Complementary and Alternative Medicine (CAM) in the Black Community

Complementary and Alternative Medicine

Complementary and alternative medicine (CAM) use is substantial among Black people; however, research on the characteristics of Black people who use of CAM to treat specific conditions is scarce.

Everything made and sold at Shabbazz Organics is CAM.

The herbs I make are designed to complement what you are already prescribed to take – or it is made to use as an alternative to a prescription because you do not want to take harmful pharmacueticals – this is the basic meaning of CAM.

Complementary and alternative medicine (CAM) use is substantial among U.S. adults with estimates ranging from 29 to 68 percent. The most recent nationally representative estimate of CAM use in the past 12 months (including prayer) was 62.1 percent, and even higher prevalence has been reported among Black people, with 67.6–71.3 percent using CAM.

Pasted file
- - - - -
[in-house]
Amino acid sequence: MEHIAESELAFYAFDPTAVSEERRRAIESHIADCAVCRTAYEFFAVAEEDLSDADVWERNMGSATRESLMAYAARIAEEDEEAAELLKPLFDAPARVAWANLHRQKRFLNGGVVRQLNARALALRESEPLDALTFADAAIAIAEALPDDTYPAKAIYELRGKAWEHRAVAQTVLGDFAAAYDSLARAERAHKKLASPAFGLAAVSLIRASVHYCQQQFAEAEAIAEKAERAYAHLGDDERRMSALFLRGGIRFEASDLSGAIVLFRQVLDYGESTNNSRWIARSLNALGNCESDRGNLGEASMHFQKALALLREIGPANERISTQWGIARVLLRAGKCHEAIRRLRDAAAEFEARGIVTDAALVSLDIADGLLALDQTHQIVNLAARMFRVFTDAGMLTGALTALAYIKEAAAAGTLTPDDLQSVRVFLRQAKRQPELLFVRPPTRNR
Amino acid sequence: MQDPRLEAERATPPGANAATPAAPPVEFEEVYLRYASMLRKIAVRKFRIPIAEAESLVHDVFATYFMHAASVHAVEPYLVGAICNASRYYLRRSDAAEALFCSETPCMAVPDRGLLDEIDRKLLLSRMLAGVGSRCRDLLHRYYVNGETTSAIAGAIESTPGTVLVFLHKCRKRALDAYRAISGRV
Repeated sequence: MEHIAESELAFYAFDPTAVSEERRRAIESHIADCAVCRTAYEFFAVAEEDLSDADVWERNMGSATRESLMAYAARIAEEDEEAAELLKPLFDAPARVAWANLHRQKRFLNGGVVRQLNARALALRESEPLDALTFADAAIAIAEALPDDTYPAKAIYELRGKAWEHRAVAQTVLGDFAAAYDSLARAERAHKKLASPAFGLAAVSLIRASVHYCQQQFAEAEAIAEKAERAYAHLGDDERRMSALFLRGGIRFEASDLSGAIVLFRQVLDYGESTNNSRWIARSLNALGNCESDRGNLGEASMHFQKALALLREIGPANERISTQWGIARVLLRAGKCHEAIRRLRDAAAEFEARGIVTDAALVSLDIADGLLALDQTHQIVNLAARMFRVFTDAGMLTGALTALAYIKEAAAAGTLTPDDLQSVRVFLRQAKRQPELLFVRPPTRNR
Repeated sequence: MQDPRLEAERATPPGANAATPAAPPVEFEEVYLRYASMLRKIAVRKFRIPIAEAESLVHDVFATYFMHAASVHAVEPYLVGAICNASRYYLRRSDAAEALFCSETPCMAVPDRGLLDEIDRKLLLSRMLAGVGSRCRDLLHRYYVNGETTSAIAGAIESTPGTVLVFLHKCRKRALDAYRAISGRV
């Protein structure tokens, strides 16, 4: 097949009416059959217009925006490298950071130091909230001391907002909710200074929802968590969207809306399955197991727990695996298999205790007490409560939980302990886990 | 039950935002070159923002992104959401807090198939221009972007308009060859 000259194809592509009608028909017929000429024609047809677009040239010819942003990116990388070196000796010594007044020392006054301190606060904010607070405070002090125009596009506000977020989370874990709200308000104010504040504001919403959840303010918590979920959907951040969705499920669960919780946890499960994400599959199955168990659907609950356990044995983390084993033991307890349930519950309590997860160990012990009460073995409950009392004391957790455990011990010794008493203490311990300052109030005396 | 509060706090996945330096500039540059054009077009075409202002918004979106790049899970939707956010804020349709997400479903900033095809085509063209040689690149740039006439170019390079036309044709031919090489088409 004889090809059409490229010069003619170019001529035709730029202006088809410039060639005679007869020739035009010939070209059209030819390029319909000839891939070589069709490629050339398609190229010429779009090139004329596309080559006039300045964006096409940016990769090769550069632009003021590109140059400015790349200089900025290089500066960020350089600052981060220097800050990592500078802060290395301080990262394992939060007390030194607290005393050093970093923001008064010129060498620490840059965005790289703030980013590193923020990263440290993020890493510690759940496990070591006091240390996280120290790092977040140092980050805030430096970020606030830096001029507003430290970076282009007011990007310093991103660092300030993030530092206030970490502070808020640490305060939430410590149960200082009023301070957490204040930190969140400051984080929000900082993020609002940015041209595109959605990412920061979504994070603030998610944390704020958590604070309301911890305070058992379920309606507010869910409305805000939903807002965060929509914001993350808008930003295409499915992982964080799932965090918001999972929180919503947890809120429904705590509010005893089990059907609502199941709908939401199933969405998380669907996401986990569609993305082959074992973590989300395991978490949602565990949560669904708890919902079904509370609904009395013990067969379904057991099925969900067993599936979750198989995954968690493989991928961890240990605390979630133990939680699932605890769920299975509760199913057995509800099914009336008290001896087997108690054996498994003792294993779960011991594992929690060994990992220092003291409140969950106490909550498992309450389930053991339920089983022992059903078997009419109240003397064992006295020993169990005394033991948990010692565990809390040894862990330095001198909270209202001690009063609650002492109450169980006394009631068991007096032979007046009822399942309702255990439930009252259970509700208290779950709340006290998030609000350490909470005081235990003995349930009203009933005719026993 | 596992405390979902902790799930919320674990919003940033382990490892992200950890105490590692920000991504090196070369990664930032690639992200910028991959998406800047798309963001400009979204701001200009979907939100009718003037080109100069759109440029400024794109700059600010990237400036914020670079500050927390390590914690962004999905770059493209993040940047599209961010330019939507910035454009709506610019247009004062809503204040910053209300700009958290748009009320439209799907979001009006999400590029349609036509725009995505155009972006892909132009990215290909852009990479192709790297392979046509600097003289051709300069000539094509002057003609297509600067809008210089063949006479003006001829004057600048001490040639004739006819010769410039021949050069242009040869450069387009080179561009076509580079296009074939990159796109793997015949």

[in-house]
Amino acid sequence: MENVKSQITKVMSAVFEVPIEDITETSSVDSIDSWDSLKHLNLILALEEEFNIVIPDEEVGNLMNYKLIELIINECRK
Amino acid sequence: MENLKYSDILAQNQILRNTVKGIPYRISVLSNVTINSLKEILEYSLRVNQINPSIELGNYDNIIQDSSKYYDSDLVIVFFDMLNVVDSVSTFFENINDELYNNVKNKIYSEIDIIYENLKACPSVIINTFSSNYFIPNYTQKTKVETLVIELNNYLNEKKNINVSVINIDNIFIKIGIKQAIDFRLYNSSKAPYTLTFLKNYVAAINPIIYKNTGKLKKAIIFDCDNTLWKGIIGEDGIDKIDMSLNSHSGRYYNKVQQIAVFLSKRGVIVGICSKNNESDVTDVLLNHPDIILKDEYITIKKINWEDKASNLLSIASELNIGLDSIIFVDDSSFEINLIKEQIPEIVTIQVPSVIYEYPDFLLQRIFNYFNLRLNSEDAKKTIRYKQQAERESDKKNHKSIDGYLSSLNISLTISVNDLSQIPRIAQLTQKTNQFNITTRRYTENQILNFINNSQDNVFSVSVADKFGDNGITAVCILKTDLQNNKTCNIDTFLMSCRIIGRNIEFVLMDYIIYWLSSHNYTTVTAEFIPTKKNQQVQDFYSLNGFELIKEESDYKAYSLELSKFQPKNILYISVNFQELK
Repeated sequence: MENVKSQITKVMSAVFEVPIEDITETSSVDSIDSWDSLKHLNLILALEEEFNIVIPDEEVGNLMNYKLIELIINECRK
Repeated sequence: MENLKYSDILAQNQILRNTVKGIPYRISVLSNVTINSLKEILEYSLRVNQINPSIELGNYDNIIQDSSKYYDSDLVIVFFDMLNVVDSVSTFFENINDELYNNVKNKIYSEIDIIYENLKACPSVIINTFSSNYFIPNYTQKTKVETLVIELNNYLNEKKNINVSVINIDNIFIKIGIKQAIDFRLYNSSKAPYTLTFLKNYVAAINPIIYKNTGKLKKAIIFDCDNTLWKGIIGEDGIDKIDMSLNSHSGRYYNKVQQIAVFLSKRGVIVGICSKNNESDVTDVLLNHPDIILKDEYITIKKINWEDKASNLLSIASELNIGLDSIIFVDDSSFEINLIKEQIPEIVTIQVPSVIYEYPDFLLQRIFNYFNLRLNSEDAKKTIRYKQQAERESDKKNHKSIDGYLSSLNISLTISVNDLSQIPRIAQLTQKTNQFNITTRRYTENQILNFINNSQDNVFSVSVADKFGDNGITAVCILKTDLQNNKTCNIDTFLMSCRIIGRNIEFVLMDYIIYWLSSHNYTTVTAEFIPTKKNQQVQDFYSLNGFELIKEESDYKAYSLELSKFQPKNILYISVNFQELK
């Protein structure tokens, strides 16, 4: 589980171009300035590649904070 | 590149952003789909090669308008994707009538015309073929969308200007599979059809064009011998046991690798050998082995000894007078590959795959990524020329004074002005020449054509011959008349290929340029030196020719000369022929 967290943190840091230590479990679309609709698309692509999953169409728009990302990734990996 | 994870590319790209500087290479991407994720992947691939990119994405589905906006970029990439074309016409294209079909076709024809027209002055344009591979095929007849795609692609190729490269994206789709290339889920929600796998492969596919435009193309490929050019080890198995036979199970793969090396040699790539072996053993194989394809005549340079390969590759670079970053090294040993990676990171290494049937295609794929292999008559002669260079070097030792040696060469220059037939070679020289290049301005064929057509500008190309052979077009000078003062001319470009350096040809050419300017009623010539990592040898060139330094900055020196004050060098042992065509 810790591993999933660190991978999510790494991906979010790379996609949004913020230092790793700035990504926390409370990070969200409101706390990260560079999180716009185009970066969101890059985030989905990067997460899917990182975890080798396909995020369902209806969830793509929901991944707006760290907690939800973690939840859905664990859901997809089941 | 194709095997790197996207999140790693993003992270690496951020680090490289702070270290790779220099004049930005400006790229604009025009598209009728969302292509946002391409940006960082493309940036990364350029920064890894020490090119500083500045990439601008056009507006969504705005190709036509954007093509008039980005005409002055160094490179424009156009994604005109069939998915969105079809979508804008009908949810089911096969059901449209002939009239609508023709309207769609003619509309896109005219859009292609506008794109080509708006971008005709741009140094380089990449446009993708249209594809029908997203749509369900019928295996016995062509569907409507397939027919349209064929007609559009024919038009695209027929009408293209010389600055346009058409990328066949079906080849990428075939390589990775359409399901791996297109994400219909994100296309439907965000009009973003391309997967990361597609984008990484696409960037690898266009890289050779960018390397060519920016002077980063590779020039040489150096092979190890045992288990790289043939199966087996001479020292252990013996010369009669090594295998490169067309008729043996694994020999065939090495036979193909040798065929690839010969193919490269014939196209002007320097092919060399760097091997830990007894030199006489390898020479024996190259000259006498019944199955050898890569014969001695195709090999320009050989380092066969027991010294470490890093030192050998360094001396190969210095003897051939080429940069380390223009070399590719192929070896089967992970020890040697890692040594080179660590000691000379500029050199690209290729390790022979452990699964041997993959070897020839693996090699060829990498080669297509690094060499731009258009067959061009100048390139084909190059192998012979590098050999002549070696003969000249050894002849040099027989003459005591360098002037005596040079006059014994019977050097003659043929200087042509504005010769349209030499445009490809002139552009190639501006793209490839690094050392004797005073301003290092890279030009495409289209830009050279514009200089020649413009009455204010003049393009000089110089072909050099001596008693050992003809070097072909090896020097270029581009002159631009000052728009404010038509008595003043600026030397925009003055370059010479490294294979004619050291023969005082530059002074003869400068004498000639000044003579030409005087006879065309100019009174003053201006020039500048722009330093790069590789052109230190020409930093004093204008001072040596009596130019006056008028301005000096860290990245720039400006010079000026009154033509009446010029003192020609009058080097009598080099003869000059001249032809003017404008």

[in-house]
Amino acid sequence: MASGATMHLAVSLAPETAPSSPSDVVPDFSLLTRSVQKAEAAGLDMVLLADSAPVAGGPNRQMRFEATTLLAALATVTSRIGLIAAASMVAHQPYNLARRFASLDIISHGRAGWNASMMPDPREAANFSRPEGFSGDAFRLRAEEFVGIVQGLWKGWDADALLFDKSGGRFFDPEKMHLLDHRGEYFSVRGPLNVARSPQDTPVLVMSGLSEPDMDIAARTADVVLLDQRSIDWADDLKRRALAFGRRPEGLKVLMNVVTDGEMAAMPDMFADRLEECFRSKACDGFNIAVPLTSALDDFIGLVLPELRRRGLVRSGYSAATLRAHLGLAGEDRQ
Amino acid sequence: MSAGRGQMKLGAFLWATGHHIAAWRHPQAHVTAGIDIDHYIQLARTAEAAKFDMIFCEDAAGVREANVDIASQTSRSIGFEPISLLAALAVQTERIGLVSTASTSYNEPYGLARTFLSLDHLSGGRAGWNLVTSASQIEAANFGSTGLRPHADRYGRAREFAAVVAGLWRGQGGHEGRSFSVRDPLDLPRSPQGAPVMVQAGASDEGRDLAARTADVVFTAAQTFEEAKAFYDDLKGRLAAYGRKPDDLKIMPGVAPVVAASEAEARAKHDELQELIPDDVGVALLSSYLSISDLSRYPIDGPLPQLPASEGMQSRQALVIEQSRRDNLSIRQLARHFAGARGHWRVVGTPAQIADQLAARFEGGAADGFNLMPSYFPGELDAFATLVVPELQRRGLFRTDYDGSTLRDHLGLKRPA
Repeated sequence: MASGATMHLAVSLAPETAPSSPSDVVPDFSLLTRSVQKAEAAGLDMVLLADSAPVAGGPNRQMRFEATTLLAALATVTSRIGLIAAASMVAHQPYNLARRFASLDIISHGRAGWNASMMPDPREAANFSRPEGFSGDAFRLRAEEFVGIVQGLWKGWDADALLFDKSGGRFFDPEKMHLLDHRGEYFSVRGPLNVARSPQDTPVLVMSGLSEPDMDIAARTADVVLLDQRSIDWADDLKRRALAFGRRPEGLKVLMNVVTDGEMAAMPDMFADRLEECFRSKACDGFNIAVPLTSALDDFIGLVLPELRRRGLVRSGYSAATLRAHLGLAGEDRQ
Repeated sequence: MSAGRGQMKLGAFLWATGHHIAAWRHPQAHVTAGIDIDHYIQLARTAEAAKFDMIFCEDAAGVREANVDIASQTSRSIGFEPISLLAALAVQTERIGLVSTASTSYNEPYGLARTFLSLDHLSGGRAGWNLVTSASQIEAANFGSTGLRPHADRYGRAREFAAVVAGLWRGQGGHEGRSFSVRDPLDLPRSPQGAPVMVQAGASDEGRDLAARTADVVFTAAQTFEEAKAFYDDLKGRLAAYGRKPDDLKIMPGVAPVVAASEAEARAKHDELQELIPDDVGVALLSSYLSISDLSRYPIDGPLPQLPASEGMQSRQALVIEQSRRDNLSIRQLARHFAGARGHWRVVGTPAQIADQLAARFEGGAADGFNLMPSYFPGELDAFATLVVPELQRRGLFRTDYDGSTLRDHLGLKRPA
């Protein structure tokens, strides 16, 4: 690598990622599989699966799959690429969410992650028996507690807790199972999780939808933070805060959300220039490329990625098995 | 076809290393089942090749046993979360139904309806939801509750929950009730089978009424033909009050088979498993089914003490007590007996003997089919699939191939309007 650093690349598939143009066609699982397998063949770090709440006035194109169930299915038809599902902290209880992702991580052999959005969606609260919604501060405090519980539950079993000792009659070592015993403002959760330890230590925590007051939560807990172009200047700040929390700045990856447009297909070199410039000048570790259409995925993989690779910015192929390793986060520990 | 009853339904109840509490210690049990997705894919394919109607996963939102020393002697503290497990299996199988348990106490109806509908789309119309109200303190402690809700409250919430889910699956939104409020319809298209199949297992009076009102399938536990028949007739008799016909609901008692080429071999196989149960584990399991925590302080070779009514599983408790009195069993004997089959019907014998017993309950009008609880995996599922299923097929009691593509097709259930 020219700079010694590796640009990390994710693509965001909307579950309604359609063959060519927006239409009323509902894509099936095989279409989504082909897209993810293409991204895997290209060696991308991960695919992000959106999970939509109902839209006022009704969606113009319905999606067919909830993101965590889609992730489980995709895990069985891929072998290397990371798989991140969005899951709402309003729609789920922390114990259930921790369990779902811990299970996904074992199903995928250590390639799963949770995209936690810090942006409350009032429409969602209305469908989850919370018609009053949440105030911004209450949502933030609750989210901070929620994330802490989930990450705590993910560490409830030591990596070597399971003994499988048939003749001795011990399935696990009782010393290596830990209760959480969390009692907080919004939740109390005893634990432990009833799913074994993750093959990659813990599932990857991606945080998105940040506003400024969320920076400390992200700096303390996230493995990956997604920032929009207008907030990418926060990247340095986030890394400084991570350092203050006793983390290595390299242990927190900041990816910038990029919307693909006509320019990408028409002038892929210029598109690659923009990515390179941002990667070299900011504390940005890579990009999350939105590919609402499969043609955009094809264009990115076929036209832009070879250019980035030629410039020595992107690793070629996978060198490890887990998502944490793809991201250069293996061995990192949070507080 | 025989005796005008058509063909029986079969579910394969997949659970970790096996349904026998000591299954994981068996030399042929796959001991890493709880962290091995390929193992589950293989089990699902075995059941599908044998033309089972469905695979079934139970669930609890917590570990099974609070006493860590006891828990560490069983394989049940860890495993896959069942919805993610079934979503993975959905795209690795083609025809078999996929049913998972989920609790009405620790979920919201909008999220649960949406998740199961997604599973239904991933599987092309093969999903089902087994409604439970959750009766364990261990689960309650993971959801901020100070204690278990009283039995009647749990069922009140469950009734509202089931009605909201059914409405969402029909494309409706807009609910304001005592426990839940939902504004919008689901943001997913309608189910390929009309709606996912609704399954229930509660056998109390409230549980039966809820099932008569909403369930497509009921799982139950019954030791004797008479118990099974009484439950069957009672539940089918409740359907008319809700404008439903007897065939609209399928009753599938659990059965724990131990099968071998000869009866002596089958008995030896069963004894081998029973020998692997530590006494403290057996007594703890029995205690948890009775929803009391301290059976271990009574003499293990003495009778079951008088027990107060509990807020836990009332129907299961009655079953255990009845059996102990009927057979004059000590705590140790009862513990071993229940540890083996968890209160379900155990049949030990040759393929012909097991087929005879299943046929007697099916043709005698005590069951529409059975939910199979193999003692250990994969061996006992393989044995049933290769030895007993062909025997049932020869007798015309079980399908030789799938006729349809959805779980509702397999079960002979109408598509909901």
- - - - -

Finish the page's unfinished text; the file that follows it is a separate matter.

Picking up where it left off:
Prayer for health reasons, herbals, and deep breathing exercises are the most common CAMs used by the general population, and Black people have a similar profile with prayer for health reasons, herbals, and relaxation emerging as most prevalent.

CAM use is common among people with chronic conditions; and Black people with chronic conditions are at least 3 times more likely to use CAM than not. In the many studies, CAM use is defined as any use in the past 12 months. However, questions still remain, especially among non-wight groups, regarding whether those who have used CAM in the past year were using it for prevention (e.g., taking megavitamins to prevent a cold or anti-oxidants to boost the immune system) or to treat a specific condition (e.g., using acupuncture or chiropractic care for back pain).

Understanding more about what factors are associated with individuals who use CAM for treatment may help Shabbazz Organics improve how we make our future blends.

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